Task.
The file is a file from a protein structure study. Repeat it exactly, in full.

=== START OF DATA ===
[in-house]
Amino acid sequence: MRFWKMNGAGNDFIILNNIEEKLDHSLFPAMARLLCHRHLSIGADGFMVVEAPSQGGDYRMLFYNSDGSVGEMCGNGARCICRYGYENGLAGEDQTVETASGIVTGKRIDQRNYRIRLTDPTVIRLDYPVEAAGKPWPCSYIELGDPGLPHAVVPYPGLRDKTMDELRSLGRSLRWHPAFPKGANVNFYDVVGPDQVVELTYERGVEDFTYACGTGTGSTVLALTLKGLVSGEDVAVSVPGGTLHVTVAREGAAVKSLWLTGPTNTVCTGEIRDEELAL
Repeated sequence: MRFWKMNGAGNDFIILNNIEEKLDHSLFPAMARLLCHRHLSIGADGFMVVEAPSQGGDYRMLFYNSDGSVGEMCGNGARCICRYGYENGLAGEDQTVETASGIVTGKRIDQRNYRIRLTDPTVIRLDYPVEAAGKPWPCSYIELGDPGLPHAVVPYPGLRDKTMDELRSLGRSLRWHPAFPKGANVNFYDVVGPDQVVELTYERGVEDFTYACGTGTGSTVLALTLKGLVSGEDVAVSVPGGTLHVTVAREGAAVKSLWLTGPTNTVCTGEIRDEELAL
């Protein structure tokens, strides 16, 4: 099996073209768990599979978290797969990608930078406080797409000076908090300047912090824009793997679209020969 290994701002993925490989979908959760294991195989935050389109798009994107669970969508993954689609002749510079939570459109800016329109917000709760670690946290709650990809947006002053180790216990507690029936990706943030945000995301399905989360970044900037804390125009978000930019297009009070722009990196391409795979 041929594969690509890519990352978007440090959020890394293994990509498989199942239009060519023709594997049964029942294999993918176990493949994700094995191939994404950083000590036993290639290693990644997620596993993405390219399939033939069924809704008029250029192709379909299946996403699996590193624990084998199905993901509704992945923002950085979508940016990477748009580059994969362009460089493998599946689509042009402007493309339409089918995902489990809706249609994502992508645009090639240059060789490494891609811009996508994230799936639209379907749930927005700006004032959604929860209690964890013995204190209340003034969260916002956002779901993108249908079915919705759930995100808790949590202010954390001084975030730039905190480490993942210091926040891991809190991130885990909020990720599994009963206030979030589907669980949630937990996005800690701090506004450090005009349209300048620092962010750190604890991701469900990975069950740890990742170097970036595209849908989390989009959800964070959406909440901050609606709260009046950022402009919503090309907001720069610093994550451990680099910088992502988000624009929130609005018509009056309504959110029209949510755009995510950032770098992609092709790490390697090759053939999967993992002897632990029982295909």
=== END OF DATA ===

[in-house]
Amino acid sequence: MRFWKMNGAGNDFIILNNIEEKLDHSLFPAMARLLCHRHLSIGADGFMVVEAPSQGGDYRMLFYNSDGSVGEMCGNGARCICRYGYENGLAGEDQTVETASGIVTGKRIDQRNYRIRLTDPTVIRLDYPVEAAGKPWPCSYIELGDPGLPHAVVPYPGLRDKTMDELRSLGRSLRWHPAFPKGANVNFYDVVGPDQVVELTYERGVEDFTYACGTGTGSTVLALTLKGLVSGEDVAVSVPGGTLHVTVAREGAAVKSLWLTGPTNTVCTGEIRDEELAL
Repeated sequence: MRFWKMNGAGNDFIILNNIEEKLDHSLFPAMARLLCHRHLSIGADGFMVVEAPSQGGDYRMLFYNSDGSVGEMCGNGARCICRYGYENGLAGEDQTVETASGIVTGKRIDQRNYRIRLTDPTVIRLDYPVEAAGKPWPCSYIELGDPGLPHAVVPYPGLRDKTMDELRSLGRSLRWHPAFPKGANVNFYDVVGPDQVVELTYERGVEDFTYACGTGTGSTVLALTLKGLVSGEDVAVSVPGGTLHVTVAREGAAVKSLWLTGPTNTVCTGEIRDEELAL
């Protein structure tokens, strides 16, 4: 099996073209768990599979978290797969990608930078406080797409000076908090300047912090824009793997679209020969 290994701002993925490989979908959760294991195989935050389109798009994107669970969508993954689609002749510079939570459109800016329109917000709760670690946290709650990809947006002053180790216990507690029936990706943030945000995301399905989360970044900037804390125009978000930019297009009070722009990196391409795979 041929594969690509890519990352978007440090959020890394293994990509498989199942239009060519023709594997049964029942294999993918176990493949994700094995191939994404950083000590036993290639290693990644997620596993993405390219399939033939069924809704008029250029192709379909299946996403699996590193624990084998199905993901509704992945923002950085979508940016990477748009580059994969362009460089493998599946689509042009402007493309339409089918995902489990809706249609994502992508645009090639240059060789490494891609811009996508994230799936639209379907749930927005700006004032959604929860209690964890013995204190209340003034969260916002956002779901993108249908079915919705759930995100808790949590202010954390001084975030730039905190480490993942210091926040891991809190991130885990909020990720599994009963206030979030589907669980949630937990996005800690701090506004450090005009349209300048620092962010750190604890991701469900990975069950740890990742170097970036595209849908989390989009959800964070959406909440901050609606709260009046950022402009919503090309907001720069610093994550451990680099910088992502988000624009929130609005018509009056309504959110029209949510755009995510950032770098992609092709790490390697090759053939999967993992002897632990029982295909």